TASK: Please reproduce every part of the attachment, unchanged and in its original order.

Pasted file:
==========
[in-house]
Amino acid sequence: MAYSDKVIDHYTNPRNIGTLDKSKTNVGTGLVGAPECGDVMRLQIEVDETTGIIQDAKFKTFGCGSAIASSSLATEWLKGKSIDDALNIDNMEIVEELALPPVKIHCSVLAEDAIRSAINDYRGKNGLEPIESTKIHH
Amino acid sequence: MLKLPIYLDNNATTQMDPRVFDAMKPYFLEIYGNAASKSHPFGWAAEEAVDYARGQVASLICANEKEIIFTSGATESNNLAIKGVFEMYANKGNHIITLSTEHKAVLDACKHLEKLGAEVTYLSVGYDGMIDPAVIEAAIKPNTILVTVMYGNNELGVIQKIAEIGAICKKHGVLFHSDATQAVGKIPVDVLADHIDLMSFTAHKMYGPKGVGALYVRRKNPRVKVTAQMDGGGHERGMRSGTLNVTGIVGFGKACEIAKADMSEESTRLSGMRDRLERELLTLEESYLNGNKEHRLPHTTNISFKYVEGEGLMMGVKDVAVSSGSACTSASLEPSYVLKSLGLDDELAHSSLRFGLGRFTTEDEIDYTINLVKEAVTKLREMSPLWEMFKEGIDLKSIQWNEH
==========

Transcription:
[in-house]
Amino acid sequence: MAYSDKVIDHYTNPRNIGTLDKSKTNVGTGLVGAPECGDVMRLQIEVDETTGIIQDAKFKTFGCGSAIASSSLATEWLKGKSIDDALNIDNMEIVEELALPPVKIHCSVLAEDAIRSAINDYRGKNGLEPIESTKIHH
Amino acid sequence: MLKLPIYLDNNATTQMDPRVFDAMKPYFLEIYGNAASKSHPFGWAAEEAVDYARGQVASLICANEKEIIFTSGATESNNLAIKGVFEMYANKGNHIITLSTEHKAVLDACKHLEKLGAEVTYLSVGYDGMIDPAVIEAAIKPNTILVTVMYGNNELGVIQKIAEIGAICKKHGVLFHSDATQAVGKIPVDVLADHIDLMSFTAHKMYGPKGVGALYVRRKNPRVKVTAQMDGGGHERGMRSGTLNVTGIVGFGKACEIAKADMSEESTRLSGMRDRLERELLTLEESYLNGNKEHRLPHTTNISFKYVEGEGLMMGVKDVAVSSGSACTSASLEPSYVLKSLGLDDELAHSSLRFGLGRFTTEDEIDYTINLVKEAVTKLREMSPLWEMFKEGIDLKSIQWNEH